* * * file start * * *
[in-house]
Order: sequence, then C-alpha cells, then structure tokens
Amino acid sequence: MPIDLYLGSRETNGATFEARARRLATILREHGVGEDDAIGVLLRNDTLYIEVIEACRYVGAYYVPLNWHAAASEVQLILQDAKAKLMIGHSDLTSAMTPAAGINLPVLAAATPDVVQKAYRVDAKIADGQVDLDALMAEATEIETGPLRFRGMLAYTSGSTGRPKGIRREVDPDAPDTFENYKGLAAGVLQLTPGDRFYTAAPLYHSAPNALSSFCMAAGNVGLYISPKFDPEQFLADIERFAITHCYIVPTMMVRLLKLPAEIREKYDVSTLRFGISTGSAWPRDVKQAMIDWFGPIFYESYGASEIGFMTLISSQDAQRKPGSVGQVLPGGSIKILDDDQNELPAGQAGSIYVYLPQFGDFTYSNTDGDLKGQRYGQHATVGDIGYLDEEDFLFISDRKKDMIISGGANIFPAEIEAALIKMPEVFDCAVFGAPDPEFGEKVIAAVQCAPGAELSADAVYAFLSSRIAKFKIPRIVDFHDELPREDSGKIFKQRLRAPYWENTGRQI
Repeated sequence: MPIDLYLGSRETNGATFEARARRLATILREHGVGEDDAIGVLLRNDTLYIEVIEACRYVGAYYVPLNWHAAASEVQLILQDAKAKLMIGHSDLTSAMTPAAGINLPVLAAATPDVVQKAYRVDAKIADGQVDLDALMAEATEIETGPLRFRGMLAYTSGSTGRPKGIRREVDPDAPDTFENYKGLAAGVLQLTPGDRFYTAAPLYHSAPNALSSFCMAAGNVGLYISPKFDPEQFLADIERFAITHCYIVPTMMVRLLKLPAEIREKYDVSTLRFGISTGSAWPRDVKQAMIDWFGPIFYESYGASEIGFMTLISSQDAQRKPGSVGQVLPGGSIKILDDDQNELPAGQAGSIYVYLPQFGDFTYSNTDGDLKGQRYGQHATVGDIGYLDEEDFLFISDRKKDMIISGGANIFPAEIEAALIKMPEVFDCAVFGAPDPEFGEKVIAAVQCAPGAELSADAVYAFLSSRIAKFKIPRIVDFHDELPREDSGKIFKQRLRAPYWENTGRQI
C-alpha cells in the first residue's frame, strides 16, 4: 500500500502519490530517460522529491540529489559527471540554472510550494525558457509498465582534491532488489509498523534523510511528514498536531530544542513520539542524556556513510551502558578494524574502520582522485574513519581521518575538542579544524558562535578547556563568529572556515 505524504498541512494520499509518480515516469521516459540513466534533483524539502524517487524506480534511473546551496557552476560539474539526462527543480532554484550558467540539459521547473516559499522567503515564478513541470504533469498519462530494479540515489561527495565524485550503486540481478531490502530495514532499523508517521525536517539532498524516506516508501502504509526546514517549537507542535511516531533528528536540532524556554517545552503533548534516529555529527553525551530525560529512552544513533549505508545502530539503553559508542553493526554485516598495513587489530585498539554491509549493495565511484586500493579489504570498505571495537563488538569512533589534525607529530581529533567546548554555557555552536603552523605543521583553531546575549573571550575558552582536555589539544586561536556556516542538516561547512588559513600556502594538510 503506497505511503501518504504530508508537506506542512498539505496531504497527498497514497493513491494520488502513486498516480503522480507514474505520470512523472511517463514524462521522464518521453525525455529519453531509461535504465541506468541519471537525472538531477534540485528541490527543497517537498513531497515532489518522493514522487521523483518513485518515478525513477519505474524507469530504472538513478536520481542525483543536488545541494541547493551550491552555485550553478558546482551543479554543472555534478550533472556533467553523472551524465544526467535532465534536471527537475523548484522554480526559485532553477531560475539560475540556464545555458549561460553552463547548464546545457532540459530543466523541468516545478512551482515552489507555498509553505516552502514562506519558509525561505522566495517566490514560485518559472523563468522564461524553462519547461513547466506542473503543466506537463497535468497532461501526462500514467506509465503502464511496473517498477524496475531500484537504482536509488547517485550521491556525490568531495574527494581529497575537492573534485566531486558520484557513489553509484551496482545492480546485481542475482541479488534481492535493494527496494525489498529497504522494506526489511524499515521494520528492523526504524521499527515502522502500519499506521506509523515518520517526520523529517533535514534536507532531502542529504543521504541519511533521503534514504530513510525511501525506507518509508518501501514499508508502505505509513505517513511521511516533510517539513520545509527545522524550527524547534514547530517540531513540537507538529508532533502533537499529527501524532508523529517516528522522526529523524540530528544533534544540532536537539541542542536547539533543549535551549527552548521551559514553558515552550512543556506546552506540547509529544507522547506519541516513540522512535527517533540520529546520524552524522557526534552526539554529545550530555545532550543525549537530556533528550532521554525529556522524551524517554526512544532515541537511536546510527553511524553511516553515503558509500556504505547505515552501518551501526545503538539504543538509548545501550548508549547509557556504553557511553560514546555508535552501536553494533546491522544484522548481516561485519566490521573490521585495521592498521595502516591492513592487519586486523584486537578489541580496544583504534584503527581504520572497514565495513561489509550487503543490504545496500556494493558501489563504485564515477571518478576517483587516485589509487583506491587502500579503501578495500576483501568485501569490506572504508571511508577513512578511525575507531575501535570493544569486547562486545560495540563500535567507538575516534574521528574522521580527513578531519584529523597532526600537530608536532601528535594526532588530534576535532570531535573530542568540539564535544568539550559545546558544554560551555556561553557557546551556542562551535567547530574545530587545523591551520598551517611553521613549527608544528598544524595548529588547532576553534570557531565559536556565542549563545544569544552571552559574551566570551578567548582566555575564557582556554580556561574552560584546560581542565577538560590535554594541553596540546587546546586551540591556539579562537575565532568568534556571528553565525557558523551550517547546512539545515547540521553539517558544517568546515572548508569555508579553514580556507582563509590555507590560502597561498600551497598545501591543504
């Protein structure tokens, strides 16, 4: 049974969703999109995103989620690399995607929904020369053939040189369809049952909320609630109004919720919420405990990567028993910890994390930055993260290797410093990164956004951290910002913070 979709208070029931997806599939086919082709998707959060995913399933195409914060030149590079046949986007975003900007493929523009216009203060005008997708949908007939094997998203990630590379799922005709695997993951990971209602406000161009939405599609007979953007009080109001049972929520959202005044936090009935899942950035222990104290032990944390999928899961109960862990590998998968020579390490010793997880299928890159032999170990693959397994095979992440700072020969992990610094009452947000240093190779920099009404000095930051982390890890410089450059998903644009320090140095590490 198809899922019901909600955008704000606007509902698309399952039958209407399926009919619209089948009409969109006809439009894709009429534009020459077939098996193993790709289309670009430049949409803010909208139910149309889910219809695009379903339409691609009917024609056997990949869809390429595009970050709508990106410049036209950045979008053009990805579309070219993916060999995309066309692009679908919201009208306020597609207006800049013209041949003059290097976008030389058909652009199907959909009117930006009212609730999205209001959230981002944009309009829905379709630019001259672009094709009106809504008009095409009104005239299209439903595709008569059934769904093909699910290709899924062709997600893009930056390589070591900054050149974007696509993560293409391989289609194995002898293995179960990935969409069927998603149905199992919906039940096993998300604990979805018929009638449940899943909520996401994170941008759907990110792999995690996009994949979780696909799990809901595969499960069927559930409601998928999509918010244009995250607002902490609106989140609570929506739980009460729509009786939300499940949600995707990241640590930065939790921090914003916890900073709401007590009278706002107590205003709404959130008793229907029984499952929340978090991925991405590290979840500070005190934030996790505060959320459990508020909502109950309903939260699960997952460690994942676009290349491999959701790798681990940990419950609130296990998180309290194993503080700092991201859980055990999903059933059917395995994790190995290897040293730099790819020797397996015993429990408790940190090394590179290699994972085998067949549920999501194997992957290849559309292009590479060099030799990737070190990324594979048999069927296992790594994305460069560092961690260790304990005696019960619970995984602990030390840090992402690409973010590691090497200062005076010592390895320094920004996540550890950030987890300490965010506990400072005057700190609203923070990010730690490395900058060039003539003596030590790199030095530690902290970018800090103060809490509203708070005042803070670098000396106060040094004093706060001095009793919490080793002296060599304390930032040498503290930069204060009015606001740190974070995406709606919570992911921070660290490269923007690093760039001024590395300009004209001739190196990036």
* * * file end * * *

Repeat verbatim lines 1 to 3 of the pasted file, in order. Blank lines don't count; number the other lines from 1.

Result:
[in-house]
Order: sequence, then C-alpha cells, then structure tokens
Amino acid sequence: MPIDLYLGSRETNGATFEARARRLATILREHGVGEDDAIGVLLRNDTLYIEVIEACRYVGAYYVPLNWHAAASEVQLILQDAKAKLMIGHSDLTSAMTPAAGINLPVLAAATPDVVQKAYRVDAKIADGQVDLDALMAEATEIETGPLRFRGMLAYTSGSTGRPKGIRREVDPDAPDTFENYKGLAAGVLQLTPGDRFYTAAPLYHSAPNALSSFCMAAGNVGLYISPKFDPEQFLADIERFAITHCYIVPTMMVRLLKLPAEIREKYDVSTLRFGISTGSAWPRDVKQAMIDWFGPIFYESYGASEIGFMTLISSQDAQRKPGSVGQVLPGGSIKILDDDQNELPAGQAGSIYVYLPQFGDFTYSNTDGDLKGQRYGQHATVGDIGYLDEEDFLFISDRKKDMIISGGANIFPAEIEAALIKMPEVFDCAVFGAPDPEFGEKVIAAVQCAPGAELSADAVYAFLSSRIAKFKIPRIVDFHDELPREDSGKIFKQRLRAPYWENTGRQI